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Smartphone ‘kill switch’ law takes effect in California

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Smartphone kill switch law

Smartphone kill switch law

A new anti-theft law for smartphones obliges manufacturers to equip mobile phones with a kill switch that can be used to deactivate the device remotely.

A kill switch enables technical devices to be switched off quickly. In California, such an emergency stop switch will curb the theft of smartphones by law from July 2015. After Minnesota, the sunny state is the second US state to introduce such a regulation.

Kill Switch: Apple’s iPhone has had integrated theft protection with activation lock since iOS7. A corresponding anti-theft device has also been announced for Android L.

According to a study by the University of Creighton , US consumers could save around 1.8 billion euros per year by introducing a kill switch, because if smartphones can be deactivated, there would be no incentive to steal them at all. The cost of buying replacement devices would be around 20 percent. The rest is due to theft insurance, which would be superfluous with the introduction of the smartphone kill switch.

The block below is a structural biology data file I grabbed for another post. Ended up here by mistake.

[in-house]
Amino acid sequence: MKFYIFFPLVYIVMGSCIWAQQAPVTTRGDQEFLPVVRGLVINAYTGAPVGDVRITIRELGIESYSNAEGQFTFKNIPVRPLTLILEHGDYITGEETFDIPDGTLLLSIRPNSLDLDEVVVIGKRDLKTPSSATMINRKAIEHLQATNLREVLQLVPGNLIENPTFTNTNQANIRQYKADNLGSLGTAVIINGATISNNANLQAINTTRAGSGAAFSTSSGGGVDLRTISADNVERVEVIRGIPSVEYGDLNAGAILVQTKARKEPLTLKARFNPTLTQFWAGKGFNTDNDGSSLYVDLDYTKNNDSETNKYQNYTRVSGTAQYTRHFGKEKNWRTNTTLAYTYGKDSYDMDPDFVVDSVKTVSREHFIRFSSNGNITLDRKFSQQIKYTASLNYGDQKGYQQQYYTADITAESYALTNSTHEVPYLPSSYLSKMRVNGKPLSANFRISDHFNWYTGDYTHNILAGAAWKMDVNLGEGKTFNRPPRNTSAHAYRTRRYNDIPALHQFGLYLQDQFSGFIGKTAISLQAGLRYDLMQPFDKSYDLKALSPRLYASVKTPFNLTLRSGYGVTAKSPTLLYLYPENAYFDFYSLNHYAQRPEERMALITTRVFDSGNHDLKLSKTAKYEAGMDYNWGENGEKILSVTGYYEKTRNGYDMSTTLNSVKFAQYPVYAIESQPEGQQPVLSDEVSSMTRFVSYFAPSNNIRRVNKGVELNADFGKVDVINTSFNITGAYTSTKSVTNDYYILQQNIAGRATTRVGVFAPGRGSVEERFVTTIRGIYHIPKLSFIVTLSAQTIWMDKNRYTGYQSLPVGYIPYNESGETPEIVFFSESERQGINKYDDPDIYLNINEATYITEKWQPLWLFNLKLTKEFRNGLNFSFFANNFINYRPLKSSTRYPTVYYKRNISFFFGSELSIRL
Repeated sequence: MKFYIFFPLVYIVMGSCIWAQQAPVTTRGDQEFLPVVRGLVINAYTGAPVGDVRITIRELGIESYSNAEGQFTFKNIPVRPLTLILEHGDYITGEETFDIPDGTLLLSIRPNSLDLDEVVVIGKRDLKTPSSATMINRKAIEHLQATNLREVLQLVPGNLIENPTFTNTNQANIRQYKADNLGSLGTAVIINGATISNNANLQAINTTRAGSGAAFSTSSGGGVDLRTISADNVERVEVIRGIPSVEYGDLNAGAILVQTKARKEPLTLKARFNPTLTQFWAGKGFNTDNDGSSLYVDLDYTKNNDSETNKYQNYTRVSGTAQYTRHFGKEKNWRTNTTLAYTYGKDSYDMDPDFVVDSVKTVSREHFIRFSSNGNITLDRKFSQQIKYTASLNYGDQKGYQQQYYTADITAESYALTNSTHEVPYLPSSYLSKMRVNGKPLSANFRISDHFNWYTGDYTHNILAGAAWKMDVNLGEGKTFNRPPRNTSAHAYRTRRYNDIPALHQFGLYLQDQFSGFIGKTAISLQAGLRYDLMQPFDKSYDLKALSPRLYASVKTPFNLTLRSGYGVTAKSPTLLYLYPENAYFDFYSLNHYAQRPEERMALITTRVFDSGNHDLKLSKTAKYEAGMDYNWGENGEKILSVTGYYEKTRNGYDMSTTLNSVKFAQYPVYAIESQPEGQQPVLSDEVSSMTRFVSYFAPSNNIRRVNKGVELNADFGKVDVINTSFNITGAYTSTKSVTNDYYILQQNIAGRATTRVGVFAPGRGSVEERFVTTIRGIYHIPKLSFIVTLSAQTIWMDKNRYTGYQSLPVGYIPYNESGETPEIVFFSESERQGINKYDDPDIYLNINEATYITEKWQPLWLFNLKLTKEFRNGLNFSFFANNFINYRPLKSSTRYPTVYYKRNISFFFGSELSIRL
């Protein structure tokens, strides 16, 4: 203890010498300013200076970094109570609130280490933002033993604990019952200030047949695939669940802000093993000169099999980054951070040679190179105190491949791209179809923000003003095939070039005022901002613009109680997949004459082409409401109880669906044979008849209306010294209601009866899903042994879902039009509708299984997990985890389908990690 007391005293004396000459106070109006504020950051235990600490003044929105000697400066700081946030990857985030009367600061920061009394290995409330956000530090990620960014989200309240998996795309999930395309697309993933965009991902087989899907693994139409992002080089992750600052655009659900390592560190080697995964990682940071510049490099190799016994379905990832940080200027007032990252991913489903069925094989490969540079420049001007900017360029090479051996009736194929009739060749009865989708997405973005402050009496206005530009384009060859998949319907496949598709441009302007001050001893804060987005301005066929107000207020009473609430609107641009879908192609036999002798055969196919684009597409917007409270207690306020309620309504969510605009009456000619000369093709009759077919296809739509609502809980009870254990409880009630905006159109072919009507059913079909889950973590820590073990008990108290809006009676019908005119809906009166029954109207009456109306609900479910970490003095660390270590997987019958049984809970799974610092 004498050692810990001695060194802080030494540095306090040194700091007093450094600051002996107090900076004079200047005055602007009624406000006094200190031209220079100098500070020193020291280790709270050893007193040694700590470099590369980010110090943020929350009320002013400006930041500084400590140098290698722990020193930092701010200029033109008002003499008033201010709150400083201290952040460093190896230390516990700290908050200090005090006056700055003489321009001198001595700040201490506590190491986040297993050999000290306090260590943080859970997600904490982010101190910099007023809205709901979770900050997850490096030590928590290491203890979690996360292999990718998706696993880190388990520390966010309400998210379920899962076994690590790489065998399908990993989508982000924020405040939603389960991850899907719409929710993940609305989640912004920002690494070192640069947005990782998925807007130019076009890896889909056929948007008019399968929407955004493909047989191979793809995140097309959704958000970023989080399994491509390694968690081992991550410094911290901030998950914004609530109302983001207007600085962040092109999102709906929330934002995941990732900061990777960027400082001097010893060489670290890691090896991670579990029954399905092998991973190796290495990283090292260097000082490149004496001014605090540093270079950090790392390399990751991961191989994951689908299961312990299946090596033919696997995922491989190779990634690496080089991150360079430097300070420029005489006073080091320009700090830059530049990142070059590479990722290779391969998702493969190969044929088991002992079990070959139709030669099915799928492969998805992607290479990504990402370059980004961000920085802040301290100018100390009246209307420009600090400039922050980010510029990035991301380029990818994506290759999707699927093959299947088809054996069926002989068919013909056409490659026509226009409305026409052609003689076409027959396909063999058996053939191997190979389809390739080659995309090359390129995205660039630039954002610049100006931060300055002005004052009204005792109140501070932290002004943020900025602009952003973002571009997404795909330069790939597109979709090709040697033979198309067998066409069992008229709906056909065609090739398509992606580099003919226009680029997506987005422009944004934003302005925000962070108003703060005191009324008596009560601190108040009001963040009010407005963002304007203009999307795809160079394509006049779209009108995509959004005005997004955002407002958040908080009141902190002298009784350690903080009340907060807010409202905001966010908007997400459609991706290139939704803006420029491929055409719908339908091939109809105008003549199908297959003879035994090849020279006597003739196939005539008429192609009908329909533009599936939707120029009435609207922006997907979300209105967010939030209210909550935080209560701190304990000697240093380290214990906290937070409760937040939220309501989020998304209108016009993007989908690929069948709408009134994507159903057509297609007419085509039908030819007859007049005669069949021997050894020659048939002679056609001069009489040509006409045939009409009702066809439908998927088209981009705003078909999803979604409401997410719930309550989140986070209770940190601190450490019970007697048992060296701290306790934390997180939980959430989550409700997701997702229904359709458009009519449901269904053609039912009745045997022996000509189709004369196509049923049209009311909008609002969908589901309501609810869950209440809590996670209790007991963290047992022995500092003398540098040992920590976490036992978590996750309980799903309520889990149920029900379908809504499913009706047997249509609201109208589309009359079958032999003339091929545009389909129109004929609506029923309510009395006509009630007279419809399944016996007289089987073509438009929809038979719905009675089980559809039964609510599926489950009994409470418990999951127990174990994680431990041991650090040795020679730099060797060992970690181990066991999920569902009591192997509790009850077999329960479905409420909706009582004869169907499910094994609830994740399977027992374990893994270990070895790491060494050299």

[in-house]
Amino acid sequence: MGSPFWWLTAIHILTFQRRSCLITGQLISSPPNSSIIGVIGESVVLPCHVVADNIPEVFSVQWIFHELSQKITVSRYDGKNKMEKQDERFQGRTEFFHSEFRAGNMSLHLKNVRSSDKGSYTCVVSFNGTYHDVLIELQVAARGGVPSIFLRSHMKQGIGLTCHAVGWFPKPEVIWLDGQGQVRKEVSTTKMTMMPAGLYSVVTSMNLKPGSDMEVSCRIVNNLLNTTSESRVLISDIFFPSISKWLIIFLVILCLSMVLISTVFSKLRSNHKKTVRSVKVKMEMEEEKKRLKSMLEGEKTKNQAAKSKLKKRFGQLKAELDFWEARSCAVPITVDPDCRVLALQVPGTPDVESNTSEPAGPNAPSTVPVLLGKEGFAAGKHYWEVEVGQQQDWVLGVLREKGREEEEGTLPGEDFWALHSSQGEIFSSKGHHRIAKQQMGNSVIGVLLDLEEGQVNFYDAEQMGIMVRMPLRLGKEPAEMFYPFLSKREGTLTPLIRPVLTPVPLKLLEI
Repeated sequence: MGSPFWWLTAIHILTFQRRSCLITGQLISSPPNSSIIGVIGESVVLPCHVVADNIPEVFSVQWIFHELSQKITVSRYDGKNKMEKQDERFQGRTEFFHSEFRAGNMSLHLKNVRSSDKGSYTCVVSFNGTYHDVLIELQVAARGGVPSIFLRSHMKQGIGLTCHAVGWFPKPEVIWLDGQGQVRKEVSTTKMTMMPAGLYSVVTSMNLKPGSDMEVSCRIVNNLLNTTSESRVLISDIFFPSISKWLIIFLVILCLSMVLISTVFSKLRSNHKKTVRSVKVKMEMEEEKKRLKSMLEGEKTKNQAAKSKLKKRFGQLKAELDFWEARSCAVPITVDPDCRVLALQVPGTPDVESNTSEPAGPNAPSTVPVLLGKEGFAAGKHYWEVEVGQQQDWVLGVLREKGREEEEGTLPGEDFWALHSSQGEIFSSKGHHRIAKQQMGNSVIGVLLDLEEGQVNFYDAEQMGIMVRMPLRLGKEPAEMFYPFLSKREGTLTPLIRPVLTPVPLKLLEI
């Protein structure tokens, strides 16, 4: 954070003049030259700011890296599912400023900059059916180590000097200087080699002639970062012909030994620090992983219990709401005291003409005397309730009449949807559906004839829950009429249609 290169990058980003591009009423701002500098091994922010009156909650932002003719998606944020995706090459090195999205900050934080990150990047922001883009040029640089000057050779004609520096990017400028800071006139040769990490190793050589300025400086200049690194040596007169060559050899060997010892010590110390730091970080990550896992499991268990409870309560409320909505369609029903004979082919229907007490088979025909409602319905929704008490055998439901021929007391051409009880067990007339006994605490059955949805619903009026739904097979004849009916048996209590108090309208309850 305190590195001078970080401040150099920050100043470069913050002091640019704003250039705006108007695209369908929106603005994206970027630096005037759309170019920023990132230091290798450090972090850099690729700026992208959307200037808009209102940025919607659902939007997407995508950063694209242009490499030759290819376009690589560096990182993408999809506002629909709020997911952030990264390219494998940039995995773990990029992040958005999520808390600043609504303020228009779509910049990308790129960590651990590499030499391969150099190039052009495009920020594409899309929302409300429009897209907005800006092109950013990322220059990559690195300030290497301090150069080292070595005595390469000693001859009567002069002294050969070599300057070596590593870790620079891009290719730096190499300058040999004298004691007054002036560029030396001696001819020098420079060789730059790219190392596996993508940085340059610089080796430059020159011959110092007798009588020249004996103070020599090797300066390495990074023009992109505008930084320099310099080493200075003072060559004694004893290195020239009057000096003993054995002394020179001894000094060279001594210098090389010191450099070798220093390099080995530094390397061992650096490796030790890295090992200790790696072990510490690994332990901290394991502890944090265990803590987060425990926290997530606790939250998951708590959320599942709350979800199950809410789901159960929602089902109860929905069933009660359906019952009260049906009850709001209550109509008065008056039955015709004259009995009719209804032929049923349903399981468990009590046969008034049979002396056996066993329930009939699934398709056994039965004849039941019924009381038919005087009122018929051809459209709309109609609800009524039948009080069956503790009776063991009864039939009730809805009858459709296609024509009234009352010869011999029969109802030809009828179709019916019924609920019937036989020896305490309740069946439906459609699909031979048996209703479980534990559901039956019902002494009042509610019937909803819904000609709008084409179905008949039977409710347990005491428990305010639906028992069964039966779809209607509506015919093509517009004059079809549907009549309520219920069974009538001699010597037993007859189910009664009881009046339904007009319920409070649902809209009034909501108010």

The California law SB-962 now obliges smartphone manufacturers to equip new devices with a kill switch from July 2015 – be it on the hardware or software side – and to activate this at the factory. After a theft, the rightful owner should then be able to deactivate his smartphone remotely and delete personal data. Now obliges smartphone manufacturers to equip new devices with a kill switch from July 2015 – be it on the hardware or software side – and to activate it at the factory. After a theft, the rightful owner should be Smartphone remotely deactivate and delete personal data.

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Abuse by hackers & authorities

However, the new emergency stop switch also has its downsides. Security experts fear that criminals could hack and abuse the anti-theft device in order to paralyze third-party smartphones on a large scale and only unlock them again after paying the ransom. There have been similar attacks in the past by Trojans that blackmailed Android users.

The Electronic Frontier Foundation, however, doubts that the kill switch function can be switched off properly at all. After all, it has to be very deeply integrated into the smartphone’s operating system. In addition, the non-governmental organization for fundamental rights in the information age fears that authorities could abuse the kill switch to prevent people from demonstrations, for example. According to the EFF, it is not clearly regulated who has access to the kill switch at all.

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